In this architecture, a pod supports up to 36 nodes (nominally three racks). This size results in a bandwidth oversubscription of 2.25:1 between pods in a full cluster. The size of a pod can vary from this baseline recommendation. Changing the pod size affects the bandwidth oversubscription at the pod level, the size of the fault zones, and the maximum cluster size.
A cluster is a single Hadoop environment that is attached to a pair of network switches providing an aggregation layer for the entire cluster.
A cluster can range in size from a single pod in a single rack to many pods in multiple racks. A single pod cluster is a special case and can function without an aggregation layer. This scenario is typical for smaller clusters before additional pods are added.
In this architecture, the maximum number of nodes in a cluster depends on the choice of Layer 2 or Layer 3 switching, and the switch models used. See Cluster node counts for the limits.
The minimum supported configuration is eight nodes:
Although a minimum of one Edge Node is required per cluster, larger clusters and clusters with high ingest volumes or rates may require additional Edge Nodes. Cloudera recommends a baseline of one Edge Node for every 20 Worker Nodes.
Table 9 shows the recommended number of nodes per pod and pods per cluster. It also shows some alternatives for cluster sizing with different bandwidth oversubscription ratios.
Nodes per rack
Nodes per pod
Pods per cluster
Nodes per cluster
Total cluster storage capacity is a function of the server platform and disk drives chosen, and scales with the number of Worker Nodes.
The amount of usable storage in a cluster also depends on the type of data durability that is used and the type of data compression used. The usable storage capacity can be calculated as:
This calculation is straightforward but depends on estimating the storage efficiency and compression ratio.
The Hadoop Distributed File System (HDFS) storage system supports two options for data durability: replication and erasure coding, and these options have different storage efficiencies.
When replication is used, HDFS creates multiple copies of data across nodes to guard against data loss. The number of replicas (replication factor) is configurable and can be changed on a file by file basis. The default replication factor is three, the value that is normally used for storage capacity estimates.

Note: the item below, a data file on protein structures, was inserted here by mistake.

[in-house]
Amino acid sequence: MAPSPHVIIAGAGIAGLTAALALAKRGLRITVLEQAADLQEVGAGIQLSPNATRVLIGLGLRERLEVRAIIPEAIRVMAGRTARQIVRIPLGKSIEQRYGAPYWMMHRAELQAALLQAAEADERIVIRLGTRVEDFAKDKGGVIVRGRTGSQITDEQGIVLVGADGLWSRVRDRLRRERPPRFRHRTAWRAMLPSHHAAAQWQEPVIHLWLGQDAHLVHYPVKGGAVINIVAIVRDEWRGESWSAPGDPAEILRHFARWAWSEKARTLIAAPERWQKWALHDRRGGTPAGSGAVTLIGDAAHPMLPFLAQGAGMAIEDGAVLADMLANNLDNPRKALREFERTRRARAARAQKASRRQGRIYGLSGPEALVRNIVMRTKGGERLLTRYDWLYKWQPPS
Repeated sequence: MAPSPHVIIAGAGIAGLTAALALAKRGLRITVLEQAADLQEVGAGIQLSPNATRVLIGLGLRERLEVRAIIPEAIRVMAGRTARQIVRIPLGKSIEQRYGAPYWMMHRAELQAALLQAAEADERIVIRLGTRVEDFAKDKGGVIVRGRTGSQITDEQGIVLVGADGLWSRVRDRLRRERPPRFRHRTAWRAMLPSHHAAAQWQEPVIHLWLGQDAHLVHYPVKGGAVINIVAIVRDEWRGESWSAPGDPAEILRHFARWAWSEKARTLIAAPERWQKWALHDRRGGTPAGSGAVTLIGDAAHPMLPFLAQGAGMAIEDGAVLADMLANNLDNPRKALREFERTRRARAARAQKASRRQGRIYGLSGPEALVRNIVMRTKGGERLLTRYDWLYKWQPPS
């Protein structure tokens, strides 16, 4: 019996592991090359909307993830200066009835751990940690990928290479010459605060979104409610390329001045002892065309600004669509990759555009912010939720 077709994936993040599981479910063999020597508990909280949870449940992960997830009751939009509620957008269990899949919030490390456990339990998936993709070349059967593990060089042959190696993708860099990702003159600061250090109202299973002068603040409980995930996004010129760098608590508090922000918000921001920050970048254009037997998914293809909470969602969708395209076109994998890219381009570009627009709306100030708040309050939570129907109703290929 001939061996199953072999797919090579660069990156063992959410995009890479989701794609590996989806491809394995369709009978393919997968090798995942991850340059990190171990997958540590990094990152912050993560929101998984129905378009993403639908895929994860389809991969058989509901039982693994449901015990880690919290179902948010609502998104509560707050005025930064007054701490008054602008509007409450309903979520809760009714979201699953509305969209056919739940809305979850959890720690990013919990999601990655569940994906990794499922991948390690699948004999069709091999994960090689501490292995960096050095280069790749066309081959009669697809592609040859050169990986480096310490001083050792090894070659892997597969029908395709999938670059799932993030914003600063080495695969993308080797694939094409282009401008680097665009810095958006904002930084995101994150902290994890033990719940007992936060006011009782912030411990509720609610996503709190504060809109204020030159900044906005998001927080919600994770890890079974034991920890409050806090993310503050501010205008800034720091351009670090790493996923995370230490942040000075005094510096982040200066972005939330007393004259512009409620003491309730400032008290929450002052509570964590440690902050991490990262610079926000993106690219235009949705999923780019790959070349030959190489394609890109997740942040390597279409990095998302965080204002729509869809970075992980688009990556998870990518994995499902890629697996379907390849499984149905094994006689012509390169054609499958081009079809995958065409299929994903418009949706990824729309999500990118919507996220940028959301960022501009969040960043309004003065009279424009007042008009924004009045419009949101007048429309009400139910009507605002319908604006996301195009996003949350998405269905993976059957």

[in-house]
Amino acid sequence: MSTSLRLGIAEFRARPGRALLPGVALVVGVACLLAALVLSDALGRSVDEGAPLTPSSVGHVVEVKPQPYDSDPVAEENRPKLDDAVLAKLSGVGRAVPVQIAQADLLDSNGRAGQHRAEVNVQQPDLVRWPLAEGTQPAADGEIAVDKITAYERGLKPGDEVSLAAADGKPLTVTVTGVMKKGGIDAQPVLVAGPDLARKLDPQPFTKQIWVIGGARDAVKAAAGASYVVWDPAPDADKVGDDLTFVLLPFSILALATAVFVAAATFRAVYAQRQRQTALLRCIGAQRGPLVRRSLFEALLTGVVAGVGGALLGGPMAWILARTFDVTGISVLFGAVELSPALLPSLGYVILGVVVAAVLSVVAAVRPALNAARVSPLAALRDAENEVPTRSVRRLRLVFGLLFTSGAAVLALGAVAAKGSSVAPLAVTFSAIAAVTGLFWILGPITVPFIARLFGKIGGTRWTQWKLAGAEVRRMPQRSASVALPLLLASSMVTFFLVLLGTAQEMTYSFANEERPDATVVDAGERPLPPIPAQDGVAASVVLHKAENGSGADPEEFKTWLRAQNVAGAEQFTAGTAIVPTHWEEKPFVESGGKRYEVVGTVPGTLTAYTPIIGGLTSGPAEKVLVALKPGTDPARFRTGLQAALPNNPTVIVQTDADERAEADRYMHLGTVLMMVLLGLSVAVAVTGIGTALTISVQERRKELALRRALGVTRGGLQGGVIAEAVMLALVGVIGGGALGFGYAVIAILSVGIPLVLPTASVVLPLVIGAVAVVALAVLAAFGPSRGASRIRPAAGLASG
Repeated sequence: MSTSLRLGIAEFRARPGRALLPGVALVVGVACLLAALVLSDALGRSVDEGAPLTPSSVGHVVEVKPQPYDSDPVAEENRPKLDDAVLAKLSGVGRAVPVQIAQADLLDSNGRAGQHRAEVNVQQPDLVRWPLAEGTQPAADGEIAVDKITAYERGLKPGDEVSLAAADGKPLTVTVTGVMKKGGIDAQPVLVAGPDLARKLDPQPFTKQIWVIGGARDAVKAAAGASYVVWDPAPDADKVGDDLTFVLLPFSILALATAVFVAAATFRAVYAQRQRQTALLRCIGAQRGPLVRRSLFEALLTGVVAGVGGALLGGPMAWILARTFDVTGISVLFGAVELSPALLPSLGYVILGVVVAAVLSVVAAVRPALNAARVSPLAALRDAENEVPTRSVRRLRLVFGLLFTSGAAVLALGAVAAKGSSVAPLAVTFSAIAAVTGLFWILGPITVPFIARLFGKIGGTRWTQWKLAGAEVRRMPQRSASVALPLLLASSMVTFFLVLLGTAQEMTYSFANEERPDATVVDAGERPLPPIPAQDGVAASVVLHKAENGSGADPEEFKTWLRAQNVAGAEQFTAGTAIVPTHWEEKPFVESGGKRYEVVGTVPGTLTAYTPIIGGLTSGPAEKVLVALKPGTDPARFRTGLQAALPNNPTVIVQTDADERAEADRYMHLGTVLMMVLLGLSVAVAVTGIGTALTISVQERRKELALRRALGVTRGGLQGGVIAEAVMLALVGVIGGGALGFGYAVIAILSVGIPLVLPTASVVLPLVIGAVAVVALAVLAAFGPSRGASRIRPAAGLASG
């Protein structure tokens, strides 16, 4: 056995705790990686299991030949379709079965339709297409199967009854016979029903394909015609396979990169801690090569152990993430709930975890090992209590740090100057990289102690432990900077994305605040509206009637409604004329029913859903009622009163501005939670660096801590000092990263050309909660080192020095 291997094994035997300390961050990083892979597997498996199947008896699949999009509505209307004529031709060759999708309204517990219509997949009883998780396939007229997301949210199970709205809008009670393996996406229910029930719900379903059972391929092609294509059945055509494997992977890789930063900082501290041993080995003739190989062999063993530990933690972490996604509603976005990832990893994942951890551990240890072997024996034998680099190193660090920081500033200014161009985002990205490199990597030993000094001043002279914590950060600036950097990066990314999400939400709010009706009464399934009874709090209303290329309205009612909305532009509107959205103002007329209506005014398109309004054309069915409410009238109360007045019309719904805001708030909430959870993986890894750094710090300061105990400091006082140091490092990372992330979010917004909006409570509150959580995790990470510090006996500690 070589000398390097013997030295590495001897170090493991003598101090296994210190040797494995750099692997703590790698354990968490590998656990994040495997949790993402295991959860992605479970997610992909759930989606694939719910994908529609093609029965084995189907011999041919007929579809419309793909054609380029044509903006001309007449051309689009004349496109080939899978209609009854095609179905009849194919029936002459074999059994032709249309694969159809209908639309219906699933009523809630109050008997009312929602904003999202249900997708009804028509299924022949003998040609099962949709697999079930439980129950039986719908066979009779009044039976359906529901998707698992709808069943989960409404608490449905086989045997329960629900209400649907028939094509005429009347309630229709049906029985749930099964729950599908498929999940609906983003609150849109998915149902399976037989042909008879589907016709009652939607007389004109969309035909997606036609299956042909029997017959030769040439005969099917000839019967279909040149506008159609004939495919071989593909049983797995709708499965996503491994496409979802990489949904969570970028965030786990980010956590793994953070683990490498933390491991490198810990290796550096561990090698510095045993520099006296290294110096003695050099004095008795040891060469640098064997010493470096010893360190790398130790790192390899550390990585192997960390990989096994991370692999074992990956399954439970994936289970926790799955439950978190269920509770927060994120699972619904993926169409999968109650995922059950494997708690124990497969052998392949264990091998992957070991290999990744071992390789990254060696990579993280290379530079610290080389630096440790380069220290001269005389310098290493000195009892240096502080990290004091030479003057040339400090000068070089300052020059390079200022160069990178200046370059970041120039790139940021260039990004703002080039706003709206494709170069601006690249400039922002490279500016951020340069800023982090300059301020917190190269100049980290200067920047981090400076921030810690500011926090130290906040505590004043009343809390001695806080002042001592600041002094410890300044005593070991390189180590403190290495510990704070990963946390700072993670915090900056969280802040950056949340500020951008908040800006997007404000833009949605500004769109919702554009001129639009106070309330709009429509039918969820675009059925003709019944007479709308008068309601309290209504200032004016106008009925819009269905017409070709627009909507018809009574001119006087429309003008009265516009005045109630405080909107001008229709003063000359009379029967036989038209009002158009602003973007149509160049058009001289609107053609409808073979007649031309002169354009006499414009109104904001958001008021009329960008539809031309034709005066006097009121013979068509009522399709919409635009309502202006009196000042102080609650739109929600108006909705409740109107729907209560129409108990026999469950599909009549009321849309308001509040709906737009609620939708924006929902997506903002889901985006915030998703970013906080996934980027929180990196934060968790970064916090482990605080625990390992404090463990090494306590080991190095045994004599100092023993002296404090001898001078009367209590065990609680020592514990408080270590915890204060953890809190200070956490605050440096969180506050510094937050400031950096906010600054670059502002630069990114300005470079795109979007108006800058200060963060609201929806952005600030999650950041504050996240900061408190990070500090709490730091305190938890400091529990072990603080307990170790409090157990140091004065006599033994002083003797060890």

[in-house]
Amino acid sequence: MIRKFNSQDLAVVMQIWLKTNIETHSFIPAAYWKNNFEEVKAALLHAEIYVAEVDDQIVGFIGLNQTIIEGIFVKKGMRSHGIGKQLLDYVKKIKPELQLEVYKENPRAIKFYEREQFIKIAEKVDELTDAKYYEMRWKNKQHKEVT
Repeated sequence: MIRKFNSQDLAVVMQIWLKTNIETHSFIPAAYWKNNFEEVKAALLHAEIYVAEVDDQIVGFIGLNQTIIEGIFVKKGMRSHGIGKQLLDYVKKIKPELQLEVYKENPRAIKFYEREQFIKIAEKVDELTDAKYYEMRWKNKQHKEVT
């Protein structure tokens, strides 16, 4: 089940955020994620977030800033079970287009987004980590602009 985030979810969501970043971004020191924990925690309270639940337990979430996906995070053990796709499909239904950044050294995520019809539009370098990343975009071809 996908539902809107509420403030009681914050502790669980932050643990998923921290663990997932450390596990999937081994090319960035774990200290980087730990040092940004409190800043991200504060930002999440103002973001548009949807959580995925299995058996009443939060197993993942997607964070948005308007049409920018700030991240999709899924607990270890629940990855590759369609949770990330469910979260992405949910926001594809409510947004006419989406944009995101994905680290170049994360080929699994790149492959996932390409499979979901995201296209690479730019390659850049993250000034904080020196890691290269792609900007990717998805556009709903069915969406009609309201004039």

HDFS replication decreases the storage efficiency by the replication factor.
When erasure coding is used, data is divided into blocks, encoded with parity, and distributed across nodes. The details of the encoding are specified in an erasure coding policy. Erasure coding policies allow a tradeoff between data durability and storage efficiency. For example, a Reed-Solomon 6-3 policy has durability of 3 and a 67% storage efficiency, while a Reed-Solomon 3-2 policy has durability of 2 and a 60% storage efficiency.
Compression can also be used to reduce the storage required. Compression is optional and applies to individual files. HDFS supports multiple data compression codecs, and it is possible for each compressed file to use a different codec. The compression ratio that is achieved for a given file depends on both the dataset and codec that is used and is difficult to estimate. The best approach is to:
The hardware configurations for the Master Nodes support clusters in the petabyte storage range without changes.
CDP Data Center licensing for a cluster is based on:
The calculation uses a base price per node, including 16 CCUs and 48 TB. Storage and CCUs are aggregated across the cluster, and variable pricing applies to CCUs and storage above the base allocation for the cluster. As of the publication date of this document, one CCU equals one physical CPU core and 8 GB of RAM.
The recommended configurations in this architecture guide take licensing costs into consideration as part of their designs. See the Cloudera document, Platform pricing, for more details.
The architecture implements high availability (HA) at multiple levels through a combination of hardware redundancy and software support.
HDFS implements redundant storage for data resiliency through replication and erasure coding, and is aware of node and rack locality.
The production network can optionally use bonded connections to pairs of switches in each pod, and switch pairs at the aggregation level. This configuration provides increased bandwidth capacity, and allows operation at reduced capacity if a network port, network cable, or switch fails. Bonded networking is not normally used when using 25 GbE as the core fabric. For large clusters, Dell EMC recommends the use of Layer 3 aggregation, which provides network redundancy at the spine switch level.
HDFS highly available NameNodes
The architecture implements high availability for the HDFS directory through a quorum mechanism that replicates critical NameNode data across multiple physical nodes.
Resource manager high availability
The architecture supports high availability for the Hadoop YARN resource manager. Without resource manager HA, a Hadoop resource manager failure causes running jobs to fail. If there is a resource manager failure, jobs can continue running when resource manager HA is enabled.
Database server high availability
The architecture supports high availability for the operational databases. The database server that is used for both the Cloudera Manager operational and metadata databases stores its data on a RAID 10 partition, providing redundancy if there is a drive failure.